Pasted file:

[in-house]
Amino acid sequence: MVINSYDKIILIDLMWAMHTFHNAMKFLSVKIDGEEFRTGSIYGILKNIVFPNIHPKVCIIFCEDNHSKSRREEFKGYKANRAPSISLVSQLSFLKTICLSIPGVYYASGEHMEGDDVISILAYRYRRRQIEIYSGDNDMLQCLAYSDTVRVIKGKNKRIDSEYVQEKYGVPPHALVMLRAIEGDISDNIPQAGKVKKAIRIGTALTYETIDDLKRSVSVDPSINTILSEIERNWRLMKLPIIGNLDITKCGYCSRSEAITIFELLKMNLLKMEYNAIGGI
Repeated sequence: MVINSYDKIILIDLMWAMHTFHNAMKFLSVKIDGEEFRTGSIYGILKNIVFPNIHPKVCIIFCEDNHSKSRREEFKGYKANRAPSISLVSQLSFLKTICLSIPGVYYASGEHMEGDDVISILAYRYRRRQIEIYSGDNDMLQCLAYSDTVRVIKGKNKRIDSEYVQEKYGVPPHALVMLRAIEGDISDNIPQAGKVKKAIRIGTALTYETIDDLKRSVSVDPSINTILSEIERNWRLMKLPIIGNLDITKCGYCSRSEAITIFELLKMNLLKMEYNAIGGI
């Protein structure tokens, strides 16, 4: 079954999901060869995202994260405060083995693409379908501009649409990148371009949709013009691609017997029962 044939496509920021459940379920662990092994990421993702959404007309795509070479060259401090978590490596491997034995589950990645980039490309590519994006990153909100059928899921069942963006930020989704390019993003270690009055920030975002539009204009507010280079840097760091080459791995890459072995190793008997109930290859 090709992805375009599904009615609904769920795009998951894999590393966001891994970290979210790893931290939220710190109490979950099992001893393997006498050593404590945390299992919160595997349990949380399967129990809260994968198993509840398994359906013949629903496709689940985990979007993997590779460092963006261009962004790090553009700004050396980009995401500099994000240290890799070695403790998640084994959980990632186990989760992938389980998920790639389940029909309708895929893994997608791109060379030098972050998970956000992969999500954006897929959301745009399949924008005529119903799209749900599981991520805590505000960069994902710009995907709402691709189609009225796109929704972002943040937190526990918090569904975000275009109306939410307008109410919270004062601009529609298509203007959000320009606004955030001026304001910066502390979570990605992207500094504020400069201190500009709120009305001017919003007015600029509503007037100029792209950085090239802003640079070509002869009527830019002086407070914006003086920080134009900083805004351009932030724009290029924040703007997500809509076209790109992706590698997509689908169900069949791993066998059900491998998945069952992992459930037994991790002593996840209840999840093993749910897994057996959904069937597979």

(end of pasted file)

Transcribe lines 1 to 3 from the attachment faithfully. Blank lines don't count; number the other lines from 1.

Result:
[in-house]
Amino acid sequence: MVINSYDKIILIDLMWAMHTFHNAMKFLSVKIDGEEFRTGSIYGILKNIVFPNIHPKVCIIFCEDNHSKSRREEFKGYKANRAPSISLVSQLSFLKTICLSIPGVYYASGEHMEGDDVISILAYRYRRRQIEIYSGDNDMLQCLAYSDTVRVIKGKNKRIDSEYVQEKYGVPPHALVMLRAIEGDISDNIPQAGKVKKAIRIGTALTYETIDDLKRSVSVDPSINTILSEIERNWRLMKLPIIGNLDITKCGYCSRSEAITIFELLKMNLLKMEYNAIGGI
Repeated sequence: MVINSYDKIILIDLMWAMHTFHNAMKFLSVKIDGEEFRTGSIYGILKNIVFPNIHPKVCIIFCEDNHSKSRREEFKGYKANRAPSISLVSQLSFLKTICLSIPGVYYASGEHMEGDDVISILAYRYRRRQIEIYSGDNDMLQCLAYSDTVRVIKGKNKRIDSEYVQEKYGVPPHALVMLRAIEGDISDNIPQAGKVKKAIRIGTALTYETIDDLKRSVSVDPSINTILSEIERNWRLMKLPIIGNLDITKCGYCSRSEAITIFELLKMNLLKMEYNAIGGI